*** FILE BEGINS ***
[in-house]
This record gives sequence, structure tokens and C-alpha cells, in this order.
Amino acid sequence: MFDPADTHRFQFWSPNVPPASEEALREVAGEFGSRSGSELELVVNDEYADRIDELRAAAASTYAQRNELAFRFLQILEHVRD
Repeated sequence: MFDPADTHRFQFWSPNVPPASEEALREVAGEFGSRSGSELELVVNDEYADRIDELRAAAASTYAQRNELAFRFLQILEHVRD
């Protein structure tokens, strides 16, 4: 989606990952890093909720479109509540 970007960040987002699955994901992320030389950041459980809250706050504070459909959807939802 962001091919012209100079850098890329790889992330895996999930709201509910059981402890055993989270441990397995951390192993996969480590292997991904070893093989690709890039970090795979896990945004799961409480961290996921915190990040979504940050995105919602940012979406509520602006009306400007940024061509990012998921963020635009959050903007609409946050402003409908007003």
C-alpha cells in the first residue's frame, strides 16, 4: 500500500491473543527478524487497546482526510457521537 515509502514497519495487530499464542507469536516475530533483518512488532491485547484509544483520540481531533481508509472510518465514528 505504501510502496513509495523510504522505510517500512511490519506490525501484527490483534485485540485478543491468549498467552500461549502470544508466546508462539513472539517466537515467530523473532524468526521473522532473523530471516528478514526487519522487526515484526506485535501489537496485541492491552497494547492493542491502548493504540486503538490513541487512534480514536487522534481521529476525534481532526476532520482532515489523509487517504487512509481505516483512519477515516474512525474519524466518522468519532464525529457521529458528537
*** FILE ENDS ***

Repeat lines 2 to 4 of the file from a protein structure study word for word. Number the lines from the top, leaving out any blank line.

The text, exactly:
This record gives sequence, structure tokens and C-alpha cells, in this order.
Amino acid sequence: MFDPADTHRFQFWSPNVPPASEEALREVAGEFGSRSGSELELVVNDEYADRIDELRAAAASTYAQRNELAFRFLQILEHVRD
Repeated sequence: MFDPADTHRFQFWSPNVPPASEEALREVAGEFGSRSGSELELVVNDEYADRIDELRAAAASTYAQRNELAFRFLQILEHVRD